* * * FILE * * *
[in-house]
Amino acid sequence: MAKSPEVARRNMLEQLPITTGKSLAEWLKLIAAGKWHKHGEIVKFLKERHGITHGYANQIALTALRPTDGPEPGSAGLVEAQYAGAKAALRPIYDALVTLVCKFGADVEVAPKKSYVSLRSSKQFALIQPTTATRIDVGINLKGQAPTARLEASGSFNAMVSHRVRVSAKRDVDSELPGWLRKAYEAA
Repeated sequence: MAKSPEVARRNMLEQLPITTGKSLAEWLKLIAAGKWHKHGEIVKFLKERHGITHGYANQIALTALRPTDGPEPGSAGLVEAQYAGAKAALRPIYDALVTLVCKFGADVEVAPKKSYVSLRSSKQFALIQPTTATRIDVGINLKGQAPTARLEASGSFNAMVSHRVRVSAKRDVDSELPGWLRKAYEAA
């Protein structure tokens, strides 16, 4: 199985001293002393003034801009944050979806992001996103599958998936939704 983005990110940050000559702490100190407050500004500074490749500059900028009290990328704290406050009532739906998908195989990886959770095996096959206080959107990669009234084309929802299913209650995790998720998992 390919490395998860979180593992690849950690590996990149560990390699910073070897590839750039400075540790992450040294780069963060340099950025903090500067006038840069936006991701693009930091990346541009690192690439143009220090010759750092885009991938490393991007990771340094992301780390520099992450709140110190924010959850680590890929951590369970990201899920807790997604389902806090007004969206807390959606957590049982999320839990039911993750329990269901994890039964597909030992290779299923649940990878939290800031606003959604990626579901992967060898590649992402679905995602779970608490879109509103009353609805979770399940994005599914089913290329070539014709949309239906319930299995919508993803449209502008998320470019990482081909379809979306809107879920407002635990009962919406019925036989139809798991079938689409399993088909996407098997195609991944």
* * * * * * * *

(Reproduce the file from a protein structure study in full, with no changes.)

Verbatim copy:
[in-house]
Amino acid sequence: MAKSPEVARRNMLEQLPITTGKSLAEWLKLIAAGKWHKHGEIVKFLKERHGITHGYANQIALTALRPTDGPEPGSAGLVEAQYAGAKAALRPIYDALVTLVCKFGADVEVAPKKSYVSLRSSKQFALIQPTTATRIDVGINLKGQAPTARLEASGSFNAMVSHRVRVSAKRDVDSELPGWLRKAYEAA
Repeated sequence: MAKSPEVARRNMLEQLPITTGKSLAEWLKLIAAGKWHKHGEIVKFLKERHGITHGYANQIALTALRPTDGPEPGSAGLVEAQYAGAKAALRPIYDALVTLVCKFGADVEVAPKKSYVSLRSSKQFALIQPTTATRIDVGINLKGQAPTARLEASGSFNAMVSHRVRVSAKRDVDSELPGWLRKAYEAA
């Protein structure tokens, strides 16, 4: 199985001293002393003034801009944050979806992001996103599958998936939704 983005990110940050000559702490100190407050500004500074490749500059900028009290990328704290406050009532739906998908195989990886959770095996096959206080959107990669009234084309929802299913209650995790998720998992 390919490395998860979180593992690849950690590996990149560990390699910073070897590839750039400075540790992450040294780069963060340099950025903090500067006038840069936006991701693009930091990346541009690192690439143009220090010759750092885009991938490393991007990771340094992301780390520099992450709140110190924010959850680590890929951590369970990201899920807790997604389902806090007004969206807390959606957590049982999320839990039911993750329990269901994890039964597909030992290779299923649940990878939290800031606003959604990626579901992967060898590649992402679905995602779970608490879109509103009353609805979770399940994005599914089913290329070539014709949309239906319930299995919508993803449209502008998320470019990482081909379809979306809107879920407002635990009962919406019925036989139809798991079938689409399993088909996407098997195609991944």